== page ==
Not so fast. An article in forbes.com details what makes a leader and it's not what the CCSS proponents are promising will equip your child with strong work skills and success. From Leadership Tip: Hire the Quiet Neurotic, Not the Impressive Extrovert:
Most leaders are attracted to the guy or woman who seems confident and outgoing, unafraid in any situation or facing any challenge. They expect an extrovert to infuse any team with energy, to push ahead on projects and to motivate colleagues to do their best work. Meantime they have low expectations of anyone who appears neurotic, who seems withdrawn and too anxious to live up to their potential. Leaders expect neurotic employees to contribute little and to drag down colleagues’ morale.Maybe those introverts and neurotics need to be left alone with their own thoughts and answers to problems. Good luck to these budding leaders as they are mandated to collaborate and share their work with others.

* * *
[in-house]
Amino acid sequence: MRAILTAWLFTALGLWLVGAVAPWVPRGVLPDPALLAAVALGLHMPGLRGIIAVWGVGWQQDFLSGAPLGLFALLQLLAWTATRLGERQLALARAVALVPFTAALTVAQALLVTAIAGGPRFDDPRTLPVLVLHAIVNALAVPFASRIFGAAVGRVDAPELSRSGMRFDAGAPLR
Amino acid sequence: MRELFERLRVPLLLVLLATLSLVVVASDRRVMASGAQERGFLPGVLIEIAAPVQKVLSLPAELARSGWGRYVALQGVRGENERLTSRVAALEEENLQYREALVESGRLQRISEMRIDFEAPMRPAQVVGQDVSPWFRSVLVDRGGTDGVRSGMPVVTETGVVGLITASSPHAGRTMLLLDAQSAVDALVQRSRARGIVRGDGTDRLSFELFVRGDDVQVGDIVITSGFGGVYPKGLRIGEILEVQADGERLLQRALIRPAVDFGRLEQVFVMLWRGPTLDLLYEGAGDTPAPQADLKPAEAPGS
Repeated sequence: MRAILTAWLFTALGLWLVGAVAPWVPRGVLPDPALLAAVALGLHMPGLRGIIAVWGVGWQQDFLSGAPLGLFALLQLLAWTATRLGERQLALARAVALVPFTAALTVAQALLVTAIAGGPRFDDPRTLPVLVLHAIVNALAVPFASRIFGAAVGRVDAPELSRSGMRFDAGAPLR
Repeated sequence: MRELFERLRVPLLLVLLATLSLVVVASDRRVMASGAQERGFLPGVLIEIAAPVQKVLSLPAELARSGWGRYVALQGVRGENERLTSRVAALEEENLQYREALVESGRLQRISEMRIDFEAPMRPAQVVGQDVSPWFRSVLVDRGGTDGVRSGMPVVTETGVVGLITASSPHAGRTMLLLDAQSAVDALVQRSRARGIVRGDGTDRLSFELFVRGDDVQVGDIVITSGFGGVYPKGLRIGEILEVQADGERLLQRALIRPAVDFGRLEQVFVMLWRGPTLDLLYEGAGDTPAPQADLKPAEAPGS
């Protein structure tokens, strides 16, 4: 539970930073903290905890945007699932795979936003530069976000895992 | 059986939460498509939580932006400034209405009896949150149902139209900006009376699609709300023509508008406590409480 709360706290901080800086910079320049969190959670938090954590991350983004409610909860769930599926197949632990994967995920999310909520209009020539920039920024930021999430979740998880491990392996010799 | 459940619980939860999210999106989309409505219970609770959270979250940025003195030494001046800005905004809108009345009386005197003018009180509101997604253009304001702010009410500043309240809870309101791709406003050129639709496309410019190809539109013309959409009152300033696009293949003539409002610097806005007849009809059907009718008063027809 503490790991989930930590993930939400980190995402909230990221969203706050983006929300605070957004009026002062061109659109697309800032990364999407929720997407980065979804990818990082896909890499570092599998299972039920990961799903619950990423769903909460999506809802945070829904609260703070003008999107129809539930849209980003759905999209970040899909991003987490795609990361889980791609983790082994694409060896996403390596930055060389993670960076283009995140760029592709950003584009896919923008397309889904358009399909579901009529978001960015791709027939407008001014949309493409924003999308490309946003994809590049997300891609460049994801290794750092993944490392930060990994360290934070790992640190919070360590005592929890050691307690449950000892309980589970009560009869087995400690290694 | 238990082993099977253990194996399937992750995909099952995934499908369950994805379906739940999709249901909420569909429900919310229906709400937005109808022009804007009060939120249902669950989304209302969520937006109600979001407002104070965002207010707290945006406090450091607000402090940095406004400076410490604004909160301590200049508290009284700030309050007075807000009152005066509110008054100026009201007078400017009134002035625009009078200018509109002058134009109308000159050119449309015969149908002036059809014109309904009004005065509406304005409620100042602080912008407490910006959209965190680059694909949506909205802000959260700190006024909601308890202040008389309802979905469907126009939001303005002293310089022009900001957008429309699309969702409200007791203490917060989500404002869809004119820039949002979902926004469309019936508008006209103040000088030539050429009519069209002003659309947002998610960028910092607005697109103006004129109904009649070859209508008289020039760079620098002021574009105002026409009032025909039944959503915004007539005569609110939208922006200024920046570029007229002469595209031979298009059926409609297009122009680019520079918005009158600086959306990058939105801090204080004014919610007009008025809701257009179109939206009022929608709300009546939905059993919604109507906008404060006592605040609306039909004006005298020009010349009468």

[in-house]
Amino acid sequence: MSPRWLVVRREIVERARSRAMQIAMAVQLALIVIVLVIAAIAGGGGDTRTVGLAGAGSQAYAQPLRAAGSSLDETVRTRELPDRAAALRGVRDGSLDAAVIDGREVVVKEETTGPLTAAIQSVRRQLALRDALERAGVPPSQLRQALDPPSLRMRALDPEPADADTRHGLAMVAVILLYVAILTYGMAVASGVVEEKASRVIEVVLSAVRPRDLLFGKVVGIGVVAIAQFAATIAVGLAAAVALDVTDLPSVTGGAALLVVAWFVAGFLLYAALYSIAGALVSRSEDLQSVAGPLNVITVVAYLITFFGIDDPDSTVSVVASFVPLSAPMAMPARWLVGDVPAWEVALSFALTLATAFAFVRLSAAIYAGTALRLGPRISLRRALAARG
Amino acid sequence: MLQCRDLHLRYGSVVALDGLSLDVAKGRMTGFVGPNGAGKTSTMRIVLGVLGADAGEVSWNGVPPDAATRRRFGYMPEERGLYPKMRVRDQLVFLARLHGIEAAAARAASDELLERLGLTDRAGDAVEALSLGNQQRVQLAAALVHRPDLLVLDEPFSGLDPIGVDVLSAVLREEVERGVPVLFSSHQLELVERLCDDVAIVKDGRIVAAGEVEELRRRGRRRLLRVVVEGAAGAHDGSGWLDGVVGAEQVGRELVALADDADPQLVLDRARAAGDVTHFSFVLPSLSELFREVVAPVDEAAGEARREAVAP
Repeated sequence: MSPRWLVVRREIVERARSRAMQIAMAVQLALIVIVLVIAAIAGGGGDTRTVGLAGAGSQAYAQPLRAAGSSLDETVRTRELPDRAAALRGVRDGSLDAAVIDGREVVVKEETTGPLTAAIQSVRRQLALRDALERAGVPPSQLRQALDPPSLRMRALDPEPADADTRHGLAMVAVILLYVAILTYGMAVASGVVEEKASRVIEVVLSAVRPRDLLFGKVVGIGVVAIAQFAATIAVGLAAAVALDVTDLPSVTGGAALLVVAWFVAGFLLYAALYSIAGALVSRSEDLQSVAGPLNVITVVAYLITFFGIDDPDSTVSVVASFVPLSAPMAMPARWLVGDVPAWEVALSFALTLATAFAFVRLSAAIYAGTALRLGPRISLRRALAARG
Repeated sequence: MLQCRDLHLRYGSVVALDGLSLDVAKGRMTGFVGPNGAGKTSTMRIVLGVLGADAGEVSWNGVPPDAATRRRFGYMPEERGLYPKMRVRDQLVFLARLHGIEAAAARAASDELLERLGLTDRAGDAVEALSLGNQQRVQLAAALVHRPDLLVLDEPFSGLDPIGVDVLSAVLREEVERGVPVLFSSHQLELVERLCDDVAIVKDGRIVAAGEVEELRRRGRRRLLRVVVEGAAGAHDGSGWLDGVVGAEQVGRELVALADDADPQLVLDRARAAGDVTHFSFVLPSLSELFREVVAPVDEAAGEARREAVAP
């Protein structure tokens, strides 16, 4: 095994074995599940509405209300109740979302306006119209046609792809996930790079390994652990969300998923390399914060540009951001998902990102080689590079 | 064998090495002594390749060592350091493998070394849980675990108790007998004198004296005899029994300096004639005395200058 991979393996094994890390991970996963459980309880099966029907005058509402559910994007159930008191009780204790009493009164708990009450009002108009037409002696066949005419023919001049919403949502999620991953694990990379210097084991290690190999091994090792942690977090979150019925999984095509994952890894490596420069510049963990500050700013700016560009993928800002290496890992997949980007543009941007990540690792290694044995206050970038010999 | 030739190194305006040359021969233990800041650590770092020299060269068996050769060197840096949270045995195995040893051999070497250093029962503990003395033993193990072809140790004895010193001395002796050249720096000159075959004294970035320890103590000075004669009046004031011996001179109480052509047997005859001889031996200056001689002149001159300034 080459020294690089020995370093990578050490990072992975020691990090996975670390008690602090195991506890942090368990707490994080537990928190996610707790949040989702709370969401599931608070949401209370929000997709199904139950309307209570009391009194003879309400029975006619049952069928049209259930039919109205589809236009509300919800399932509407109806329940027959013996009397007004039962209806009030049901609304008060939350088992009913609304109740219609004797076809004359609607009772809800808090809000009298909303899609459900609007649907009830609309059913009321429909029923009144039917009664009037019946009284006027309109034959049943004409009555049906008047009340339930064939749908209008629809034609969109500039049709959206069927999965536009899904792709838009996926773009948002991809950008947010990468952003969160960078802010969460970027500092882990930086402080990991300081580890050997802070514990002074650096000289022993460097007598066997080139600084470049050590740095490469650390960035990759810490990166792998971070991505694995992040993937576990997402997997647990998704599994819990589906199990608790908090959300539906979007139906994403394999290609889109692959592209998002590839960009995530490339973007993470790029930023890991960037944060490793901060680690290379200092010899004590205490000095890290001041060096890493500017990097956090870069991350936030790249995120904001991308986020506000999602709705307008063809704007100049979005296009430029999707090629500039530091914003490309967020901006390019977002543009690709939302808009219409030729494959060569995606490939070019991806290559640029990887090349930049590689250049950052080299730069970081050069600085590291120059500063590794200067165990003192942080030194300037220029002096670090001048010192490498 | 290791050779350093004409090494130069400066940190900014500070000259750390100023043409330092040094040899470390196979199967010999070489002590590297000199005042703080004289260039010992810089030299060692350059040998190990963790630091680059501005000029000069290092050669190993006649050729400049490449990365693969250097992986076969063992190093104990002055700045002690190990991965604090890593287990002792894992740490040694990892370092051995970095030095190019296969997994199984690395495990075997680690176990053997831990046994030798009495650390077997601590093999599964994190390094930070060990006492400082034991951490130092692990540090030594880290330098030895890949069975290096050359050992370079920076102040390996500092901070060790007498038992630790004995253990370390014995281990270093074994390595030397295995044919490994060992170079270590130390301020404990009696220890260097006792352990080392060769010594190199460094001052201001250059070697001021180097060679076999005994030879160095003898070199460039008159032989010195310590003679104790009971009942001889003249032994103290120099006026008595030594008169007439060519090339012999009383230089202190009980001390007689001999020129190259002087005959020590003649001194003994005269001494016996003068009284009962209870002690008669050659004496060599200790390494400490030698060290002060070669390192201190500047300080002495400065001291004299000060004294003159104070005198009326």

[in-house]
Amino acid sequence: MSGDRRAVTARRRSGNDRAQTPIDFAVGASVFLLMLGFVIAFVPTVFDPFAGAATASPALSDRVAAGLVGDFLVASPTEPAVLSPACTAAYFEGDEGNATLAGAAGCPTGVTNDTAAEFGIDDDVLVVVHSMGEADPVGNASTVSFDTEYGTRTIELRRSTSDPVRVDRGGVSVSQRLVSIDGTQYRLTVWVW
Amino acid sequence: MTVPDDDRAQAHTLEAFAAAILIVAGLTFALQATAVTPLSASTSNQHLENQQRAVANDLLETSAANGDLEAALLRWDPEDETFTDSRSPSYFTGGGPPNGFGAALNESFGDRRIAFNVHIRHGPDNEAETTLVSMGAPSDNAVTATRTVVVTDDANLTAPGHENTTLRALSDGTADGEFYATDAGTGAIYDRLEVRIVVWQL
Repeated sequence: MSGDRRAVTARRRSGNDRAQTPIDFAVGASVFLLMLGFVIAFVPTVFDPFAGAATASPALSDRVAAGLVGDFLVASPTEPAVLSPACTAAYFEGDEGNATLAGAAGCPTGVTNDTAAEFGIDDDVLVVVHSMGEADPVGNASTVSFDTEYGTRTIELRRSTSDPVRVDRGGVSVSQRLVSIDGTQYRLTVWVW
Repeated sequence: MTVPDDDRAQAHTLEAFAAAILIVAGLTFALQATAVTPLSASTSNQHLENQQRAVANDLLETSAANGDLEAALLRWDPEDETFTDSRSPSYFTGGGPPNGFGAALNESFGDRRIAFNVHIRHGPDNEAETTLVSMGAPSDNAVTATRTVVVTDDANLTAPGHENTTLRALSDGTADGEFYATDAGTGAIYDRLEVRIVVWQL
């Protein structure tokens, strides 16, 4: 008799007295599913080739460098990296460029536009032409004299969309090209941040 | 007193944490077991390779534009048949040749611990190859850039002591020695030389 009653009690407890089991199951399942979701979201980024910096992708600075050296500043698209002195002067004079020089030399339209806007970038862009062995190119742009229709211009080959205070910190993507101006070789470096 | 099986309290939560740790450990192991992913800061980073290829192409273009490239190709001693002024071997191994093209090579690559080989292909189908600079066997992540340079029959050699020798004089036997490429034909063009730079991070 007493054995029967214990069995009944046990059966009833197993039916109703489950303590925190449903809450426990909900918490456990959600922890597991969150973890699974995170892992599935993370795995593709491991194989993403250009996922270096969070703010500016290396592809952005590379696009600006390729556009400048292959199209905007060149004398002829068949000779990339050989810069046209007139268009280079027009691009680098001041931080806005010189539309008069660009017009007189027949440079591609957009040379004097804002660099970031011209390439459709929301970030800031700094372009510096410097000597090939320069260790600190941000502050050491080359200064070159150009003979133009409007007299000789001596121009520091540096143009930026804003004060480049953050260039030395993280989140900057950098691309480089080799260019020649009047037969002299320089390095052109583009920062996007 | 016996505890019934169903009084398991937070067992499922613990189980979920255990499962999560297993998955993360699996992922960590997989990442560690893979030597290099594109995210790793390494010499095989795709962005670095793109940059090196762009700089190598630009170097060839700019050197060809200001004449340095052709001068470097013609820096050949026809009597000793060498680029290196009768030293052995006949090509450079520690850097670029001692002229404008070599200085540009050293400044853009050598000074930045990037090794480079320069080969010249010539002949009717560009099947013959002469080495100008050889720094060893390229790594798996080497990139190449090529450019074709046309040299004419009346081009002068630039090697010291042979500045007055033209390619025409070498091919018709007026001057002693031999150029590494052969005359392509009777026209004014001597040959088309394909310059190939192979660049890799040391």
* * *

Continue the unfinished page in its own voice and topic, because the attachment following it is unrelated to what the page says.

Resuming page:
Not true, says a new study by Corinne Bendersky, an associate professor at UCLA’s Anderson School of Management. In a paper called “The Downfall of Extraverts and Rise of Neurotics: The Dynamic Process of Status Allocation in Task Groups,” Bendersky and co-author Neha Parikh Shah, an assistant professor at Rutgers Business School, explodes stereotypes about how extroverts and neurotics perform on teams. It turns out that extroverts contribute less than team members expect and the contributions they do make are not valued highly over time. Neurotics, by contrast, are motivated to work hard on behalf of their teams, who wind up appreciating their efforts, in part because they exceed everyone’s expectations. In the end, extroverts decline in the teams’ esteem while neurotics rise in status.
The lesson of the study: Bendersky says team leaders should be wary of extroverts. “The core of an extroverted personality is to be attention-seeking,” she observes. “It turns out they just keep talking, they don’t listen very well and they’re not very receptive to other people’s input. They don’t contribute as much as people think they will.” If she were putting together a team, says Bendersky,“I would staff it with more neurotics and fewer extroverts than my initial instinct would lead me to do.”